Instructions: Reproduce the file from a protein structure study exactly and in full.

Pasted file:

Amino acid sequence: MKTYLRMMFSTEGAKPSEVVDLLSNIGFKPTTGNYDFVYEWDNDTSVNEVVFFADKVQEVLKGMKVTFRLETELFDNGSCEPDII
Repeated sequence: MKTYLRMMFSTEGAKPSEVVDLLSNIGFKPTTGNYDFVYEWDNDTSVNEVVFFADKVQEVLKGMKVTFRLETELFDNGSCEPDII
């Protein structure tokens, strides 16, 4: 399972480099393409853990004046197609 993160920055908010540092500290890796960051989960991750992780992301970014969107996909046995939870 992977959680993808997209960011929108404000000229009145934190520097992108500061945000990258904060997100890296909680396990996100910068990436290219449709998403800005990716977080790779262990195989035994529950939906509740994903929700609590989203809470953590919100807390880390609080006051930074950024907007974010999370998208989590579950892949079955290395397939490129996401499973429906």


Amino acid sequence: MKTYLRMMFSTEGAKPSEVVDLLSNIGFKPTTGNYDFVYEWDNDTSVNEVVFFADKVQEVLKGMKVTFRLETELFDNGSCEPDII
Repeated sequence: MKTYLRMMFSTEGAKPSEVVDLLSNIGFKPTTGNYDFVYEWDNDTSVNEVVFFADKVQEVLKGMKVTFRLETELFDNGSCEPDII
């Protein structure tokens, strides 16, 4: 399972480099393409853990004046197609 993160920055908010540092500290890796960051989960991750992780992301970014969107996909046995939870 992977959680993808997209960011929108404000000229009145934190520097992108500061945000990258904060997100890296909680396990996100910068990436290219449709998403800005990716977080790779262990195989035994529950939906509740994903929700609590989203809470953590919100807390880390609080006051930074950024907007974010999370998208989590579950892949079955290395397939490129996401499973429906």